Great American Smokeout '09: Time to Quit
American Cancer Society sets Nov. 19 as annual day to 'butt out' for good
THURSDAY, Nov. 19, 2009 (HealthDay News) -- The less you smoke, the more birthdays you'll have, says the American Cancer Society as it encourages smokers to quit on Thursday, the day of the 34th Great American Smokeout.
Research shows that smokers who quit at age 35 gain an average of eight years of life expectancy, and those who quit at 55 gain about five years. Even long-time smokers who quit at age 65 gain three years.
Smokers who quit before age 50 cut their risk of death within the next 15 years in half compared to people who continue to smoke. In addition, a former smoker's lung cancer risk 10 years after quitting smoking is about half that of someone who still smokes, the society said.
There are immediate health benefits, too. Heart rate and blood pressure decrease 20 minutes after people have their last cigarette.
"We know that quitting smoking is tough and that most smokers have to try several times before quitting for good," Dr. Alan G. Thorson, national volunteer president for the American Cancer Society, said in a news release. "The American Cancer Society offers a variety of effective resources, ranging from online tips and tools to personalized telephone coaching by trained specialists. We hope that smokers will use the Great American Smokeout to map out a course of action that will help them to quit, and in turn to stay well and celebrate more birthdays."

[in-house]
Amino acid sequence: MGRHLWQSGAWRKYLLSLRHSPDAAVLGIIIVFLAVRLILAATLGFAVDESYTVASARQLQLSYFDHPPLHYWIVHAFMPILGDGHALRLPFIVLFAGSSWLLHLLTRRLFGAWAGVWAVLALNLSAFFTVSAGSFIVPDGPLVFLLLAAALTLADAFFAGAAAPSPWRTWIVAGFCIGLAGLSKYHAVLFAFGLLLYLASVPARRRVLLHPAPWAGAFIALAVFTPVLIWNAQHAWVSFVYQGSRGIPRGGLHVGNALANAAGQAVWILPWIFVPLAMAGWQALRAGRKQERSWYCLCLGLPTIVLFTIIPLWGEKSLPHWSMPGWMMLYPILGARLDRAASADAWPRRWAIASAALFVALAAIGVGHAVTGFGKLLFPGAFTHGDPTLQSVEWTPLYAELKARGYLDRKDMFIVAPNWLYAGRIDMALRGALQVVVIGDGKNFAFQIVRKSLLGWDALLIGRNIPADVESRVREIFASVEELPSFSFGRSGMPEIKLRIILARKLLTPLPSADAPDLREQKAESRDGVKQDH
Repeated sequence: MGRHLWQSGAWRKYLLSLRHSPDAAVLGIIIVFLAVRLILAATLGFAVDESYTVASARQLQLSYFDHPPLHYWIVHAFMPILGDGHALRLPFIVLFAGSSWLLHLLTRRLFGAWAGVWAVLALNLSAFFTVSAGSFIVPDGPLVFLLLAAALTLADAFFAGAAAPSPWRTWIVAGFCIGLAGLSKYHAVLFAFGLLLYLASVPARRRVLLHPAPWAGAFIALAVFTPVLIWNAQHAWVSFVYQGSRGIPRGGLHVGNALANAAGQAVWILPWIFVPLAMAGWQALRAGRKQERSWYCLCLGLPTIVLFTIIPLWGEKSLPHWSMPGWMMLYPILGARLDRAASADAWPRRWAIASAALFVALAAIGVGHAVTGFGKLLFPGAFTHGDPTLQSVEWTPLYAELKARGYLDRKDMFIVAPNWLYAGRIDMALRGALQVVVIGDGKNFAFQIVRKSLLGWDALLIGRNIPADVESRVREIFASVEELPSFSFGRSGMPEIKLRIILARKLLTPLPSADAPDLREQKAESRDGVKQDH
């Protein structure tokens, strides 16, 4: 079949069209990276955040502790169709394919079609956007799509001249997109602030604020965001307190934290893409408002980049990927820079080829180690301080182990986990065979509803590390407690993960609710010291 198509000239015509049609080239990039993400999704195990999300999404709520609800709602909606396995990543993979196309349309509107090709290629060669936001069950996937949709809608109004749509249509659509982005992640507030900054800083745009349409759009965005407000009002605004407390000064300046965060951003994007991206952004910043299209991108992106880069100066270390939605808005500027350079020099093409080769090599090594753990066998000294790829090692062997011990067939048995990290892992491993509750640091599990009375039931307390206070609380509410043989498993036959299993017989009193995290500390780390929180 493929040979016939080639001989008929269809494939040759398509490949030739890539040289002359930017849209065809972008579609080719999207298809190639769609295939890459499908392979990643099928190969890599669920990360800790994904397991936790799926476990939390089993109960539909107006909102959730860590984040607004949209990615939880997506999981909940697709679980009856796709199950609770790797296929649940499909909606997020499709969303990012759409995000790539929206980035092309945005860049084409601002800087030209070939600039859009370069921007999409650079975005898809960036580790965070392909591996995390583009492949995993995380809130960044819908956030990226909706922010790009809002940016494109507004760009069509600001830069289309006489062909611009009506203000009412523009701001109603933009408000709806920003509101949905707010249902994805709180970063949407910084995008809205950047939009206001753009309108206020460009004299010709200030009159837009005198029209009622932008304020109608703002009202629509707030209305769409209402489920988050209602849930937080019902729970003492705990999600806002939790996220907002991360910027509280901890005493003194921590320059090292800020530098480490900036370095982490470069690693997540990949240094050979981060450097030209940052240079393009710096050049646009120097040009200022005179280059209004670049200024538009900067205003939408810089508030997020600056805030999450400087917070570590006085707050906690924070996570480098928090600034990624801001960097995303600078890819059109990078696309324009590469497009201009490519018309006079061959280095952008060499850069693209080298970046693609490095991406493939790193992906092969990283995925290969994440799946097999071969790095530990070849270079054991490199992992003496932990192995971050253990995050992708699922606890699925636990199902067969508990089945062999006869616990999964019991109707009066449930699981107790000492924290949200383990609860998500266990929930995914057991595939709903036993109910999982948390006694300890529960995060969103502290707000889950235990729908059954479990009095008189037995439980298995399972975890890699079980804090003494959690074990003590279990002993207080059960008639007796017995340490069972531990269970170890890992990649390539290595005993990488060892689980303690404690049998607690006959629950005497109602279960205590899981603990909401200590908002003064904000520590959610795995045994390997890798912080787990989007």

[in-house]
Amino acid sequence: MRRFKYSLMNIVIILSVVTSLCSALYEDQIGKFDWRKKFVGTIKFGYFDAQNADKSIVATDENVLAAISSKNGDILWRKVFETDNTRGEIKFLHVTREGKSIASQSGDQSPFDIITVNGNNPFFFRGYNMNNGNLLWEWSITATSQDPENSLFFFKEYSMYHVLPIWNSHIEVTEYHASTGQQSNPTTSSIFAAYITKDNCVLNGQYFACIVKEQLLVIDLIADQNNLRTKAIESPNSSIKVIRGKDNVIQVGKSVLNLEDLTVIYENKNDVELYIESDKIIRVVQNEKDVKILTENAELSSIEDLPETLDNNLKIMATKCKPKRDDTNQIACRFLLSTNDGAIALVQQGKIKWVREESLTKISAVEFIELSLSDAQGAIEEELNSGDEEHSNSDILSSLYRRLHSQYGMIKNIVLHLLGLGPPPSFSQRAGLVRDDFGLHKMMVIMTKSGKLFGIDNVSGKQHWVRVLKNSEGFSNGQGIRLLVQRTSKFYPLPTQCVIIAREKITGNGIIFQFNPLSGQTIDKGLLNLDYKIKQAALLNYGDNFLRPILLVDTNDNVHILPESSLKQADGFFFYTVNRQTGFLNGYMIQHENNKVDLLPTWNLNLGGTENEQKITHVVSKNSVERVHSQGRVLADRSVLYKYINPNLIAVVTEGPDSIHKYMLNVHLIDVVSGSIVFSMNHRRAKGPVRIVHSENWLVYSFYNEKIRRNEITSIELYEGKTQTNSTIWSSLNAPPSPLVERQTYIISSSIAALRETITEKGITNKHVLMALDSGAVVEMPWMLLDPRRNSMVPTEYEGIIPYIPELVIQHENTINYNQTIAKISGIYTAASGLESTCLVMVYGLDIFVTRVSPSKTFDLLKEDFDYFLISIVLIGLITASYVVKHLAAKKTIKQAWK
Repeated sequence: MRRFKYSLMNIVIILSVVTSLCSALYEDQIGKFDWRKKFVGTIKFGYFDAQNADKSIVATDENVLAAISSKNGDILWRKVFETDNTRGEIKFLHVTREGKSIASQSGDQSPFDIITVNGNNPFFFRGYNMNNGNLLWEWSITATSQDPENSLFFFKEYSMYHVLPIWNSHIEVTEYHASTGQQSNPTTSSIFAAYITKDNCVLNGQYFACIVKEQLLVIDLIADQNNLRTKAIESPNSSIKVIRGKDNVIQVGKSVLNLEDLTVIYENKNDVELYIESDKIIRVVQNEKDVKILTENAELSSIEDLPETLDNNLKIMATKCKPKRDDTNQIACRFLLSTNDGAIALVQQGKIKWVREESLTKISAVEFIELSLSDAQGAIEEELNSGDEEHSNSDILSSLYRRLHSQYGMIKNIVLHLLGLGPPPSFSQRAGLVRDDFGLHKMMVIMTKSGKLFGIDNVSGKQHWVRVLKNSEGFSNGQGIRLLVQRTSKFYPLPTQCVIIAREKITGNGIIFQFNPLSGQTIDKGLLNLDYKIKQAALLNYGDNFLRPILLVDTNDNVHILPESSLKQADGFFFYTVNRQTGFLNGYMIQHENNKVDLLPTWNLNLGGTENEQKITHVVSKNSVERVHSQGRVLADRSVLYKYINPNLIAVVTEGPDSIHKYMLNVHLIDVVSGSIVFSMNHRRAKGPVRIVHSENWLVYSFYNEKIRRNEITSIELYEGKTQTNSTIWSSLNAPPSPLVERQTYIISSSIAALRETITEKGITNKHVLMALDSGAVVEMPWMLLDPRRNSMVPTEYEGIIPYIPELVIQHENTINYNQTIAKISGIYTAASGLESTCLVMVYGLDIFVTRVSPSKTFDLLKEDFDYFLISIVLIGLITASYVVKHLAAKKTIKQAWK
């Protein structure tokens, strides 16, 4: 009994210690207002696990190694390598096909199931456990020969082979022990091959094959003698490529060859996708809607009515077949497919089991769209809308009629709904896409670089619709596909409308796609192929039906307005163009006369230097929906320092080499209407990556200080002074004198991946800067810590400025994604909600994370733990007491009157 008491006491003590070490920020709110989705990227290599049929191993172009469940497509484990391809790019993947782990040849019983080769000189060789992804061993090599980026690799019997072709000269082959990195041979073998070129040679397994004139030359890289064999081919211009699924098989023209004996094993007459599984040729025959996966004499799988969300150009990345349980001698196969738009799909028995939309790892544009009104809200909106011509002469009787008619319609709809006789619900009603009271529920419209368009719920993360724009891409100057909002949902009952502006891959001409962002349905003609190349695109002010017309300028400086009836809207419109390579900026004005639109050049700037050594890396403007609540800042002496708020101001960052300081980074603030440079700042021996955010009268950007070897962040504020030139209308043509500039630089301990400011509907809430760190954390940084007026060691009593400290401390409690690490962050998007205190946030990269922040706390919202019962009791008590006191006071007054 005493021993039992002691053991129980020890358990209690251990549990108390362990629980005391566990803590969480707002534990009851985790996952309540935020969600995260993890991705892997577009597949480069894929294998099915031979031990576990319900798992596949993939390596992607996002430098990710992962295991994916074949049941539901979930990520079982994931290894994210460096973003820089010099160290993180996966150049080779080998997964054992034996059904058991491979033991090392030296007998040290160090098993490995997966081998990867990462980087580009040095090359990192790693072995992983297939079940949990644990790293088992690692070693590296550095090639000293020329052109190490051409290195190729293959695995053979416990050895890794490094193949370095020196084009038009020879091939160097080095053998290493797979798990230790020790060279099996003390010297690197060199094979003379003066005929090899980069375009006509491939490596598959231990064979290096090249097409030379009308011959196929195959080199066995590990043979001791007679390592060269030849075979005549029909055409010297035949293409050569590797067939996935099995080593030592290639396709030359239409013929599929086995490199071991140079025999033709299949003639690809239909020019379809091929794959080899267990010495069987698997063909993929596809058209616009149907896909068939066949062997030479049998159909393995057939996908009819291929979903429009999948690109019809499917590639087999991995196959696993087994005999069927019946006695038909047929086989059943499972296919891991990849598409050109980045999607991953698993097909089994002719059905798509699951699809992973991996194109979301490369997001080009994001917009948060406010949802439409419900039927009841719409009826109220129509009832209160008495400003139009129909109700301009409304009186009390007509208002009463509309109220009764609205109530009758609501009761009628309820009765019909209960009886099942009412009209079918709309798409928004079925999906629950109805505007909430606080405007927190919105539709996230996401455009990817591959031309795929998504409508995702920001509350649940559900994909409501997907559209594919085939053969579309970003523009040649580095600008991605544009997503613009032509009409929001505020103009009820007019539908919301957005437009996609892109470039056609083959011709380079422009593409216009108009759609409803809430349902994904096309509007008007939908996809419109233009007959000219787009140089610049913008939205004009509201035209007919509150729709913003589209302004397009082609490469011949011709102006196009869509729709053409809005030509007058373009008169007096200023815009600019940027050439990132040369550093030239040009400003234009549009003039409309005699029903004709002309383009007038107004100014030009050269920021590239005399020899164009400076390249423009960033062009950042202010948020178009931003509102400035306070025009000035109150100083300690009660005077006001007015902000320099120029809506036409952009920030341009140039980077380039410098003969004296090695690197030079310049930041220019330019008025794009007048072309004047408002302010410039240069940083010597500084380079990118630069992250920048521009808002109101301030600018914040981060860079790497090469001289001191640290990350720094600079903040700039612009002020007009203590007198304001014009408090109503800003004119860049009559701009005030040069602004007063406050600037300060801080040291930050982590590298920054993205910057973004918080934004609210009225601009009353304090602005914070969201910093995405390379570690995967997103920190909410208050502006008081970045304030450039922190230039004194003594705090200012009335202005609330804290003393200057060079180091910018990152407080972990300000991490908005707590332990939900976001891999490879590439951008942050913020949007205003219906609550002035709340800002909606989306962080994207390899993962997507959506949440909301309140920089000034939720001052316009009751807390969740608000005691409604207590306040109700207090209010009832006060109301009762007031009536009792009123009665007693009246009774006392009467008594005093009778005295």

The Great American Smokeout Web site offers user-friendly tips and tools to help smokers kick the habit. It also provides downloadable desktop helpers to assist with planning and succeeding at quitting.
Tobacco use is the leading preventable cause of disease and premature death in the United States -- causing 443,000 premature deaths a year, including the deaths of 49,400 nonsmokers. Tobacco causes 30 percent of cancer deaths, including 87 percent of lung cancer deaths.
Here's the link to the Great American Smokeout Web site.